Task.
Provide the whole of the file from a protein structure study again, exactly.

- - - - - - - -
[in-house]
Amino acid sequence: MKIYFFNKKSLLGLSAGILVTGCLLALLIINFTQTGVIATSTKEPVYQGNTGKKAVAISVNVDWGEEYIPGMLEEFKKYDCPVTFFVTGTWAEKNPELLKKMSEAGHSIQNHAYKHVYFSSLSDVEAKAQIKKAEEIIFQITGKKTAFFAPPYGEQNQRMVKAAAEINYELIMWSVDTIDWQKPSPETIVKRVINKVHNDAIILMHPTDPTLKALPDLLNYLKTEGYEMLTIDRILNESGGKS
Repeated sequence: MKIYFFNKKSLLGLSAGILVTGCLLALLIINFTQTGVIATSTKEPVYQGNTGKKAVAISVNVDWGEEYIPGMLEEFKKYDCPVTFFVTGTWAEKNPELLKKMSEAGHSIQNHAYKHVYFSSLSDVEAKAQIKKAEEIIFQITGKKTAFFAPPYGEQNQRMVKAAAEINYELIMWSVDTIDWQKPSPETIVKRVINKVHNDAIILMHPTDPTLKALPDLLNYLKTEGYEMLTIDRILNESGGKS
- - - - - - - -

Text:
[in-house]
Amino acid sequence: MKIYFFNKKSLLGLSAGILVTGCLLALLIINFTQTGVIATSTKEPVYQGNTGKKAVAISVNVDWGEEYIPGMLEEFKKYDCPVTFFVTGTWAEKNPELLKKMSEAGHSIQNHAYKHVYFSSLSDVEAKAQIKKAEEIIFQITGKKTAFFAPPYGEQNQRMVKAAAEINYELIMWSVDTIDWQKPSPETIVKRVINKVHNDAIILMHPTDPTLKALPDLLNYLKTEGYEMLTIDRILNESGGKS
Repeated sequence: MKIYFFNKKSLLGLSAGILVTGCLLALLIINFTQTGVIATSTKEPVYQGNTGKKAVAISVNVDWGEEYIPGMLEEFKKYDCPVTFFVTGTWAEKNPELLKKMSEAGHSIQNHAYKHVYFSSLSDVEAKAQIKKAEEIIFQITGKKTAFFAPPYGEQNQRMVKAAAEINYELIMWSVDTIDWQKPSPETIVKRVINKVHNDAIILMHPTDPTLKALPDLLNYLKTEGYEMLTIDRILNESGGKS